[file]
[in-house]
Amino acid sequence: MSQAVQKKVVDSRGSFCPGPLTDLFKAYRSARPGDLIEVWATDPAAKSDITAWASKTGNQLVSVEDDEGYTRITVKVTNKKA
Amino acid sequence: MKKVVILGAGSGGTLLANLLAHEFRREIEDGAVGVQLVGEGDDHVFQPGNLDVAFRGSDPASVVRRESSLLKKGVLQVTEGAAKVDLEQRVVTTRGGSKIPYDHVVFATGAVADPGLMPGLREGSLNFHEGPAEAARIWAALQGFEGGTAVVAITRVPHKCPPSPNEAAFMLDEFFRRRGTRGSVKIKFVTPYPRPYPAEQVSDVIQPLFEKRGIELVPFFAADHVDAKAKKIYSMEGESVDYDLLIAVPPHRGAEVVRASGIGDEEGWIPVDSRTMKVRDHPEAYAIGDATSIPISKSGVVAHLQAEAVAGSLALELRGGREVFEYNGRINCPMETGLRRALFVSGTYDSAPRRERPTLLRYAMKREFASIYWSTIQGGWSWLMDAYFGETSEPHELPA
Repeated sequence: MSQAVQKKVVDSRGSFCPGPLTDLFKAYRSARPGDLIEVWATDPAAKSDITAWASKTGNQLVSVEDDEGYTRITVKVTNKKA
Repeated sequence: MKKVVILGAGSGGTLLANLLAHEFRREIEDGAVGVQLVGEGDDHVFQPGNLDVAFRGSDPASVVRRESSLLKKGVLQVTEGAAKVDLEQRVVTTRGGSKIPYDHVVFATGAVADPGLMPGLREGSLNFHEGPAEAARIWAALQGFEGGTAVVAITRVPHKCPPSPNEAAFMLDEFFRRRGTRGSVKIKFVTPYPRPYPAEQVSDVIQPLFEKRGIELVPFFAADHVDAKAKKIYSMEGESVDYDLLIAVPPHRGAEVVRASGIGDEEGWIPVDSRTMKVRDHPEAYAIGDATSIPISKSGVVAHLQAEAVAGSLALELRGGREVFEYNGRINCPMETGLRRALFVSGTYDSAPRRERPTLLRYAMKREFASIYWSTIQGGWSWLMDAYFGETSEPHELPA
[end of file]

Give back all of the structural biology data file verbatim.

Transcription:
[in-house]
Amino acid sequence: MSQAVQKKVVDSRGSFCPGPLTDLFKAYRSARPGDLIEVWATDPAAKSDITAWASKTGNQLVSVEDDEGYTRITVKVTNKKA
Amino acid sequence: MKKVVILGAGSGGTLLANLLAHEFRREIEDGAVGVQLVGEGDDHVFQPGNLDVAFRGSDPASVVRRESSLLKKGVLQVTEGAAKVDLEQRVVTTRGGSKIPYDHVVFATGAVADPGLMPGLREGSLNFHEGPAEAARIWAALQGFEGGTAVVAITRVPHKCPPSPNEAAFMLDEFFRRRGTRGSVKIKFVTPYPRPYPAEQVSDVIQPLFEKRGIELVPFFAADHVDAKAKKIYSMEGESVDYDLLIAVPPHRGAEVVRASGIGDEEGWIPVDSRTMKVRDHPEAYAIGDATSIPISKSGVVAHLQAEAVAGSLALELRGGREVFEYNGRINCPMETGLRRALFVSGTYDSAPRRERPTLLRYAMKREFASIYWSTIQGGWSWLMDAYFGETSEPHELPA
Repeated sequence: MSQAVQKKVVDSRGSFCPGPLTDLFKAYRSARPGDLIEVWATDPAAKSDITAWASKTGNQLVSVEDDEGYTRITVKVTNKKA
Repeated sequence: MKKVVILGAGSGGTLLANLLAHEFRREIEDGAVGVQLVGEGDDHVFQPGNLDVAFRGSDPASVVRRESSLLKKGVLQVTEGAAKVDLEQRVVTTRGGSKIPYDHVVFATGAVADPGLMPGLREGSLNFHEGPAEAARIWAALQGFEGGTAVVAITRVPHKCPPSPNEAAFMLDEFFRRRGTRGSVKIKFVTPYPRPYPAEQVSDVIQPLFEKRGIELVPFFAADHVDAKAKKIYSMEGESVDYDLLIAVPPHRGAEVVRASGIGDEEGWIPVDSRTMKVRDHPEAYAIGDATSIPISKSGVVAHLQAEAVAGSLALELRGGREVFEYNGRINCPMETGLRRALFVSGTYDSAPRRERPTLLRYAMKREFASIYWSTIQGGWSWLMDAYFGETSEPHELPA